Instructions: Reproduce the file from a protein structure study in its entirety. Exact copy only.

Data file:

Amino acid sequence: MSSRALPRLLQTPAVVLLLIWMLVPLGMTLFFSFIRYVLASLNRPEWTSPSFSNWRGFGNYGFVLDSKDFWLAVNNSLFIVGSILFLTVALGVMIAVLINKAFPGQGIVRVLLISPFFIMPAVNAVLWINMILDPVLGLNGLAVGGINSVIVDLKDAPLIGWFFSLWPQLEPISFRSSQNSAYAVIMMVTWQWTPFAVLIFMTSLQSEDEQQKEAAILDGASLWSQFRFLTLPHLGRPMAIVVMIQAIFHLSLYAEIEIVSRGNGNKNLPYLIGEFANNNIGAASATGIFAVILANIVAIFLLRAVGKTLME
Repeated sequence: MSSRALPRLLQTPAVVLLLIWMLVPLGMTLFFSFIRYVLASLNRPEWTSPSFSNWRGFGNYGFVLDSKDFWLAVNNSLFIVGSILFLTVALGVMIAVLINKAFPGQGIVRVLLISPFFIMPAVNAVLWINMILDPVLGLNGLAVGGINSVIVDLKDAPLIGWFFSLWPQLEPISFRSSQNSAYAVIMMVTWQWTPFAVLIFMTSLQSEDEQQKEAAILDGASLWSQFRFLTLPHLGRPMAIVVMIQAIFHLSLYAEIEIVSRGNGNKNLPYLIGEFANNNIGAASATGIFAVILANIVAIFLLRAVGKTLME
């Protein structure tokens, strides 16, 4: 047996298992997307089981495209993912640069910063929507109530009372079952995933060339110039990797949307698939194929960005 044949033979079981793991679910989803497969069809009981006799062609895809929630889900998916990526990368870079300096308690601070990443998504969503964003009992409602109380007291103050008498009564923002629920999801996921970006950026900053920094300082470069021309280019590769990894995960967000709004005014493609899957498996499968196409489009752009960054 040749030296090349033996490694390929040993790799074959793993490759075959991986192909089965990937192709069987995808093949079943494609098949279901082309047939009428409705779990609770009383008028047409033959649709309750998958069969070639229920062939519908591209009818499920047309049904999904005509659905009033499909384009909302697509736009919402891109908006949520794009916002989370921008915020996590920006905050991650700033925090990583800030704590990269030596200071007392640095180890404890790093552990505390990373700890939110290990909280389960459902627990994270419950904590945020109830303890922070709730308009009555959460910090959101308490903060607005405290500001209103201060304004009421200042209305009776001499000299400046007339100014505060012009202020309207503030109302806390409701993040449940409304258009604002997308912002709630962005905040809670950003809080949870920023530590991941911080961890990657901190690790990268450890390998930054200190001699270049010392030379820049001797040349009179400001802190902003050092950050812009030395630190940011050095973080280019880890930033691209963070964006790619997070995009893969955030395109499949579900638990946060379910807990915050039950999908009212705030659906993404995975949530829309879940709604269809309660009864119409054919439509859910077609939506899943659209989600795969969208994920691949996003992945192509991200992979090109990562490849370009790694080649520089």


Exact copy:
Amino acid sequence: MSSRALPRLLQTPAVVLLLIWMLVPLGMTLFFSFIRYVLASLNRPEWTSPSFSNWRGFGNYGFVLDSKDFWLAVNNSLFIVGSILFLTVALGVMIAVLINKAFPGQGIVRVLLISPFFIMPAVNAVLWINMILDPVLGLNGLAVGGINSVIVDLKDAPLIGWFFSLWPQLEPISFRSSQNSAYAVIMMVTWQWTPFAVLIFMTSLQSEDEQQKEAAILDGASLWSQFRFLTLPHLGRPMAIVVMIQAIFHLSLYAEIEIVSRGNGNKNLPYLIGEFANNNIGAASATGIFAVILANIVAIFLLRAVGKTLME
Repeated sequence: MSSRALPRLLQTPAVVLLLIWMLVPLGMTLFFSFIRYVLASLNRPEWTSPSFSNWRGFGNYGFVLDSKDFWLAVNNSLFIVGSILFLTVALGVMIAVLINKAFPGQGIVRVLLISPFFIMPAVNAVLWINMILDPVLGLNGLAVGGINSVIVDLKDAPLIGWFFSLWPQLEPISFRSSQNSAYAVIMMVTWQWTPFAVLIFMTSLQSEDEQQKEAAILDGASLWSQFRFLTLPHLGRPMAIVVMIQAIFHLSLYAEIEIVSRGNGNKNLPYLIGEFANNNIGAASATGIFAVILANIVAIFLLRAVGKTLME
């Protein structure tokens, strides 16, 4: 047996298992997307089981495209993912640069910063929507109530009372079952995933060339110039990797949307698939194929960005 044949033979079981793991679910989803497969069809009981006799062609895809929630889900998916990526990368870079300096308690601070990443998504969503964003009992409602109380007291103050008498009564923002629920999801996921970006950026900053920094300082470069021309280019590769990894995960967000709004005014493609899957498996499968196409489009752009960054 040749030296090349033996490694390929040993790799074959793993490759075959991986192909089965990937192709069987995808093949079943494609098949279901082309047939009428409705779990609770009383008028047409033959649709309750998958069969070639229920062939519908591209009818499920047309049904999904005509659905009033499909384009909302697509736009919402891109908006949520794009916002989370921008915020996590920006905050991650700033925090990583800030704590990269030596200071007392640095180890404890790093552990505390990373700890939110290990909280389960459902627990994270419950904590945020109830303890922070709730308009009555959460910090959101308490903060607005405290500001209103201060304004009421200042209305009776001499000299400046007339100014505060012009202020309207503030109302806390409701993040449940409304258009604002997308912002709630962005905040809670950003809080949870920023530590991941911080961890990657901190690790990268450890390998930054200190001699270049010392030379820049001797040349009179400001802190902003050092950050812009030395630190940011050095973080280019880890930033691209963070964006790619997070995009893969955030395109499949579900638990946060379910807990915050039950999908009212705030659906993404995975949530829309879940709604269809309660009864119409054919439509859910077609939506899943659209989600795969969208994920691949996003992945192509991200992979090109990562490849370009790694080649520089």